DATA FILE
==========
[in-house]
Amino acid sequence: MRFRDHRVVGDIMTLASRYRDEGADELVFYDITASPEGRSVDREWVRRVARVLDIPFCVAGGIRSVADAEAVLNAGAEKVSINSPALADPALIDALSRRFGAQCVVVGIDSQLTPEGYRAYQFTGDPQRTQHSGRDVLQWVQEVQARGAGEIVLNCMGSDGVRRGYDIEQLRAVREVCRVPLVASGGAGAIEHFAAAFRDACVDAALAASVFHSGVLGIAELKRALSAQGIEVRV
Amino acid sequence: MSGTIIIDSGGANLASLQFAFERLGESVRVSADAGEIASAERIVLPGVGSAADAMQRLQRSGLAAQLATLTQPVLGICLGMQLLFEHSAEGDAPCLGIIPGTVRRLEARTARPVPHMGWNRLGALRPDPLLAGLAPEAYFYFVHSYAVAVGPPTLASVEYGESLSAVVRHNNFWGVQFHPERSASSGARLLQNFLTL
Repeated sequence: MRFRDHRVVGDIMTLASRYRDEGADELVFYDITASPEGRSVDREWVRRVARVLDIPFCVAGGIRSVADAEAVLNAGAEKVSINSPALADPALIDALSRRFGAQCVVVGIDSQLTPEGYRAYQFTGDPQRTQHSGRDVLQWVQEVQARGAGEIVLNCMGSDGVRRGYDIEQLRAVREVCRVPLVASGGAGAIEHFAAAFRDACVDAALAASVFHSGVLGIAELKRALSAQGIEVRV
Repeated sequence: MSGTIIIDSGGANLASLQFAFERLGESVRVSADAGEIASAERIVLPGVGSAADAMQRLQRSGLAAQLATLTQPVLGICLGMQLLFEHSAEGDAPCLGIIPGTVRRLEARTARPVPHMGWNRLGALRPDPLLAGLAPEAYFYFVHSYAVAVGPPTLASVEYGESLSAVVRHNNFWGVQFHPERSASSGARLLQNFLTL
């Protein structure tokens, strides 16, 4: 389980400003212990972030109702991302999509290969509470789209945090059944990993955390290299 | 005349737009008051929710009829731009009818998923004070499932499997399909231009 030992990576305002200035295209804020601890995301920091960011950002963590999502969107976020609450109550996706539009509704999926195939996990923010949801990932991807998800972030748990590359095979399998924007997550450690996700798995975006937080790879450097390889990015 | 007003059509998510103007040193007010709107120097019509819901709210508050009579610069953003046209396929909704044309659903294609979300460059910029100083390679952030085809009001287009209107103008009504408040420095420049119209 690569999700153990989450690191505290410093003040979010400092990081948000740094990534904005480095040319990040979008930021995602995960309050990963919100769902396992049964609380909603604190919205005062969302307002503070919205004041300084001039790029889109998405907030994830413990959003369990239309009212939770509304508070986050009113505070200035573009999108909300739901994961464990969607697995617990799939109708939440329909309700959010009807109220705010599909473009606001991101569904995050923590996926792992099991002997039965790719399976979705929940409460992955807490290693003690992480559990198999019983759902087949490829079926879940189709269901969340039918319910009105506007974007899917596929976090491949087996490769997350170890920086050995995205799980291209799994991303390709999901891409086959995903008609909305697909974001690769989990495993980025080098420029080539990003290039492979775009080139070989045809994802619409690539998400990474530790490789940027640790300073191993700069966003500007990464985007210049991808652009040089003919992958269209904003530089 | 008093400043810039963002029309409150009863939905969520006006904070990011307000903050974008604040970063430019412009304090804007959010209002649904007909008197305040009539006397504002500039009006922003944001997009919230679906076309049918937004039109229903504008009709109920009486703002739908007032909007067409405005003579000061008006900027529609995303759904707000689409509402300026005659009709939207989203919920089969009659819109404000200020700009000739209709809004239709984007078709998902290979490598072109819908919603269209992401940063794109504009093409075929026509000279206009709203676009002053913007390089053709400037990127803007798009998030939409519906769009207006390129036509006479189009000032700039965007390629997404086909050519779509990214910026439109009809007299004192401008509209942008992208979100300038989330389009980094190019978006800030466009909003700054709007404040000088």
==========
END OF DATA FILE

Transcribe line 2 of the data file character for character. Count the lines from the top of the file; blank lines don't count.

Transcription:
Amino acid sequence: MRFRDHRVVGDIMTLASRYRDEGADELVFYDITASPEGRSVDREWVRRVARVLDIPFCVAGGIRSVADAEAVLNAGAEKVSINSPALADPALIDALSRRFGAQCVVVGIDSQLTPEGYRAYQFTGDPQRTQHSGRDVLQWVQEVQARGAGEIVLNCMGSDGVRRGYDIEQLRAVREVCRVPLVASGGAGAIEHFAAAFRDACVDAALAASVFHSGVLGIAELKRALSAQGIEVRV